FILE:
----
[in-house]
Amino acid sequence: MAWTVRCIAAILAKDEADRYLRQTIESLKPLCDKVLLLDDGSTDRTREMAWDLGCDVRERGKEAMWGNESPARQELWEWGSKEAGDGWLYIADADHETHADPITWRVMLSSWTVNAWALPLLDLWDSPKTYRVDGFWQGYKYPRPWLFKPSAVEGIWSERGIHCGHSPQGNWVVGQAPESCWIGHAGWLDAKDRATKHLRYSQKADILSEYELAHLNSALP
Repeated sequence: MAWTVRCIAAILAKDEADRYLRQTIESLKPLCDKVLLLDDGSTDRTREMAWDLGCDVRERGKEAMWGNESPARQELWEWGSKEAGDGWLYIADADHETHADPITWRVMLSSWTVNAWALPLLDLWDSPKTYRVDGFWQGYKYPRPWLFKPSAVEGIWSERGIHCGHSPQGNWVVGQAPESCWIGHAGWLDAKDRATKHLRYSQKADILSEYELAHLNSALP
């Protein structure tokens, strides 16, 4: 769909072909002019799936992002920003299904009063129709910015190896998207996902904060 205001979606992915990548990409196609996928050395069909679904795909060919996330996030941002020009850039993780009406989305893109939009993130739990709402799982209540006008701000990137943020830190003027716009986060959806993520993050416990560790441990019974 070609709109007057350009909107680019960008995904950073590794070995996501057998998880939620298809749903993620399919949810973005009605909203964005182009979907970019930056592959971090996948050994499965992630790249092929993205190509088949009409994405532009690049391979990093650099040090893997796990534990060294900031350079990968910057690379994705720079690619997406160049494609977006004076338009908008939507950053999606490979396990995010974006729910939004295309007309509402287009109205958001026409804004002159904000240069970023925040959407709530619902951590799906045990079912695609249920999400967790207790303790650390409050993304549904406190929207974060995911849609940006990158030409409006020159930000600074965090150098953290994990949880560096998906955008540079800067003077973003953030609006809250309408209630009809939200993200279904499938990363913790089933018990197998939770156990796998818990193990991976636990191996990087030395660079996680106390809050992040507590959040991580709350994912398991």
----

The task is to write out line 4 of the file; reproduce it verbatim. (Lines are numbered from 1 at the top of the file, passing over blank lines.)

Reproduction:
């Protein structure tokens, strides 16, 4: 769909072909002019799936992002920003299904009063129709910015190896998207996902904060 205001979606992915990548990409196609996928050395069909679904795909060919996330996030941002020009850039993780009406989305893109939009993130739990709402799982209540006008701000990137943020830190003027716009986060959806993520993050416990560790441990019974 070609709109007057350009909107680019960008995904950073590794070995996501057998998880939620298809749903993620399919949810973005009605909203964005182009979907970019930056592959971090996948050994499965992630790249092929993205190509088949009409994405532009690049391979990093650099040090893997796990534990060294900031350079990968910057690379994705720079690619997406160049494609977006004076338009908008939507950053999606490979396990995010974006729910939004295309007309509402287009109205958001026409804004002159904000240069970023925040959407709530619902951590799906045990079912695609249920999400967790207790303790650390409050993304549904406190929207974060995911849609940006990158030409409006020159930000600074965090150098953290994990949880560096998906955008540079800067003077973003953030609006809250309408209630009809939200993200279904499938990363913790089933018990197998939770156990796998818990193990991976636990191996990087030395660079996680106390809050992040507590959040991580709350994912398991």